The news this week that Snap is working on a drone has brought to light 2013 research from its Spectacles team on gesture-controlled drone technology.
The report that Snap — the company formally known as Snapchat — had been working on a drone to use as part of their product was leaked to Katie Benner for The New York Times on Tuesday, but Snap officials have refused to comment more on the story. However, when Snap purchased Vergence Labs in 2014, the company was working on integrating the wearable camera with a way to use gestures to control a drone. Although the startup doesn’t seem to have built a unique drone as part of the project, the gesture control technology the company was working on drops a clue as to how a Snap drone could work.
Peter Brook, one of the engineers working on Epiphany Eyewear, the startup whose technology Snap acquired for its Spectacles, posted a video to Y Combinator in mid-2013 showing a drone being controlled by hand gestures through Epiphany Eyewear. The video doesn’t appear to be online any longer, but Brook explained how the prototype was developed in the post. It sounds downright easy:
“[T]he computer vision and gesture recognition algorithms are running on a Windows 8 tablet, connected to the glasses via a USB cable.
The computer in the tablet processed the video from the camera in the glasses, analyzed the hand motions it saw, and conveyed that information to the drone. The drone then flew around based on the hand motions of the user.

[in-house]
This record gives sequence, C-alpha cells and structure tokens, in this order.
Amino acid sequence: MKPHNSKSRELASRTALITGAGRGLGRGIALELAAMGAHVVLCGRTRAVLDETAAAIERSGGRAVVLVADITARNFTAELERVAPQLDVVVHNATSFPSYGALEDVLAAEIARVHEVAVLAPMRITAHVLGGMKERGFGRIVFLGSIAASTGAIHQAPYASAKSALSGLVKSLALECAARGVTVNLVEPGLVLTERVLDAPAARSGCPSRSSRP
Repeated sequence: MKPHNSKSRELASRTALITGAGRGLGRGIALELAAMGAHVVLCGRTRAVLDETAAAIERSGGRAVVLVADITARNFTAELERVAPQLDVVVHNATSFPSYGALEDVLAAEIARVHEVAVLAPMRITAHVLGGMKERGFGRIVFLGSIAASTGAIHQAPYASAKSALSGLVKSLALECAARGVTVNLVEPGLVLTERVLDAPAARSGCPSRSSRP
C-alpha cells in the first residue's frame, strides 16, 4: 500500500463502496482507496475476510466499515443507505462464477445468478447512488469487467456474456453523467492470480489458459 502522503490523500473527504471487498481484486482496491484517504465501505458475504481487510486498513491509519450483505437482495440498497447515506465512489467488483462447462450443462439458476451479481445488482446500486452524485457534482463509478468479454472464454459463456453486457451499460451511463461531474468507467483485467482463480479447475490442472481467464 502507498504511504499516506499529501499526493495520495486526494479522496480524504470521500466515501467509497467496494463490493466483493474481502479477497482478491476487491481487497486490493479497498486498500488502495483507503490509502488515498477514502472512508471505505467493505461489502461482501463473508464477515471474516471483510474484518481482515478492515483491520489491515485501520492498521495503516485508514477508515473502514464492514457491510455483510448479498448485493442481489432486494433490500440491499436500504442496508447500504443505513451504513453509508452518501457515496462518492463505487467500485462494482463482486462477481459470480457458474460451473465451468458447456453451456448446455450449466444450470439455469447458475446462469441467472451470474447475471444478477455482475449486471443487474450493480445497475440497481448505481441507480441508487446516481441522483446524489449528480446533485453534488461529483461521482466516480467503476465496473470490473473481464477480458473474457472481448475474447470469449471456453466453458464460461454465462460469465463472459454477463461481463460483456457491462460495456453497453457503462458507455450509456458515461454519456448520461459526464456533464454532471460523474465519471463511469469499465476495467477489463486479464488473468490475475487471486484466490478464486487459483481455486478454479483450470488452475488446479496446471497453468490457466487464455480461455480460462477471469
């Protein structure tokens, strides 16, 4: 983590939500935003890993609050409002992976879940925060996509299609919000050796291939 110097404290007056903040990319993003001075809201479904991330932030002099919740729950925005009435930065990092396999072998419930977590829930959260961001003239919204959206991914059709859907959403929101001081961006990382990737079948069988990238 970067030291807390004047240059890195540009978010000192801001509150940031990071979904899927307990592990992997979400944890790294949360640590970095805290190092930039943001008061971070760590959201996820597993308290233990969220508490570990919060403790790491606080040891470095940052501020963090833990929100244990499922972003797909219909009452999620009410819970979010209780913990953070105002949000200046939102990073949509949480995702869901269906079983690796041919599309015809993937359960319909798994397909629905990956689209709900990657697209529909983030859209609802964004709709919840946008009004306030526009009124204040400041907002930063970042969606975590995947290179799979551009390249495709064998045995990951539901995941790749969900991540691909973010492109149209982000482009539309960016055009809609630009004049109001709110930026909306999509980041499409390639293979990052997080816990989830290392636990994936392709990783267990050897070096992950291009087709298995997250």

The drone Vergence Labs was using was the Parrot ar.drone which is set up to receive commands from a computer or smartphone. With the hand gesture controls from the original Vergence Lab project, a Snap drone could easily be controlled from Spectacles to fly up and take selfies or get shots that aren’t currently possible with Snap technology. Brook is now the engineering manager at Snap, so the tech is definitely at the company.
It is maybe convenient for Snap that news of a drone project is airing now, just as the company is getting set to go public on the stock market on Thursday. However, between the work already in house with the Vergence Labs team and rumors from Business Insider in December that Snap is talking with Lily Robotics, a drone company with drones that automatically track its owner, it’s clear that Snap is looking at this space of motion controlled drones to integrate with its current products.
Spectacles have become a hit since they appeared in the Snapbot Spectacle vending machines randomly located around the United States in November. The sunglass-camera hybrid is just the beginning of what Snap is planning for its new camera-first focus, according to its first filing with the Securities and Exchange Commission in February.
“In the way that the flashing cursor became the starting point for most products on desktop computers, we believe that the camera screen will be the starting point for most products on smartphones,” Snap wrote in the SEC filing. “We are willing to take risks in an attempt to create innovative and different camera products that are better able to reflect and improve our life experiences.” Gesture-controlled drones would definitely fit the bill.
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